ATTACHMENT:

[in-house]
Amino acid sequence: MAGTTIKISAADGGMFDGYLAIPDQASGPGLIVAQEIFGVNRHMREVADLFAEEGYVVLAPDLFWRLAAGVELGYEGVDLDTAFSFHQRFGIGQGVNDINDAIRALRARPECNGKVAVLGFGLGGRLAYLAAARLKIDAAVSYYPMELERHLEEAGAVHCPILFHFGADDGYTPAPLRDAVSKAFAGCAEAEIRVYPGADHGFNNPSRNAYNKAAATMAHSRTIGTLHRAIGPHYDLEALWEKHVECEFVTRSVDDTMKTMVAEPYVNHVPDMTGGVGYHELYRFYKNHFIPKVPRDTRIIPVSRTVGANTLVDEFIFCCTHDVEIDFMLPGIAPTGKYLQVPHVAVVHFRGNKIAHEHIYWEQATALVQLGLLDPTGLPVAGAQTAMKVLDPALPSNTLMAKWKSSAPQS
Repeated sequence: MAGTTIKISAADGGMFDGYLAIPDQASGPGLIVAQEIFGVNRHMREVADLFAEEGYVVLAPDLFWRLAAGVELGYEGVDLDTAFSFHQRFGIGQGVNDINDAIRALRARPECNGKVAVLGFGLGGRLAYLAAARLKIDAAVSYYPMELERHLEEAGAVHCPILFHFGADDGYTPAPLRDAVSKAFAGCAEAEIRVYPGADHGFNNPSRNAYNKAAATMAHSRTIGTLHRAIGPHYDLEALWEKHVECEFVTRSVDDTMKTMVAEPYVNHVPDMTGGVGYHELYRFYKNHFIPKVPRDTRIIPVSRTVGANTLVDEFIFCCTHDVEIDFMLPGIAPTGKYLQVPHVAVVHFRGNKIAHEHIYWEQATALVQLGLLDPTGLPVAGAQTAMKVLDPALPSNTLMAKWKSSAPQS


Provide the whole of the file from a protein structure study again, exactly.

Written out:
[in-house]
Amino acid sequence: MAGTTIKISAADGGMFDGYLAIPDQASGPGLIVAQEIFGVNRHMREVADLFAEEGYVVLAPDLFWRLAAGVELGYEGVDLDTAFSFHQRFGIGQGVNDINDAIRALRARPECNGKVAVLGFGLGGRLAYLAAARLKIDAAVSYYPMELERHLEEAGAVHCPILFHFGADDGYTPAPLRDAVSKAFAGCAEAEIRVYPGADHGFNNPSRNAYNKAAATMAHSRTIGTLHRAIGPHYDLEALWEKHVECEFVTRSVDDTMKTMVAEPYVNHVPDMTGGVGYHELYRFYKNHFIPKVPRDTRIIPVSRTVGANTLVDEFIFCCTHDVEIDFMLPGIAPTGKYLQVPHVAVVHFRGNKIAHEHIYWEQATALVQLGLLDPTGLPVAGAQTAMKVLDPALPSNTLMAKWKSSAPQS
Repeated sequence: MAGTTIKISAADGGMFDGYLAIPDQASGPGLIVAQEIFGVNRHMREVADLFAEEGYVVLAPDLFWRLAAGVELGYEGVDLDTAFSFHQRFGIGQGVNDINDAIRALRARPECNGKVAVLGFGLGGRLAYLAAARLKIDAAVSYYPMELERHLEEAGAVHCPILFHFGADDGYTPAPLRDAVSKAFAGCAEAEIRVYPGADHGFNNPSRNAYNKAAATMAHSRTIGTLHRAIGPHYDLEALWEKHVECEFVTRSVDDTMKTMVAEPYVNHVPDMTGGVGYHELYRFYKNHFIPKVPRDTRIIPVSRTVGANTLVDEFIFCCTHDVEIDFMLPGIAPTGKYLQVPHVAVVHFRGNKIAHEHIYWEQATALVQLGLLDPTGLPVAGAQTAMKVLDPALPSNTLMAKWKSSAPQS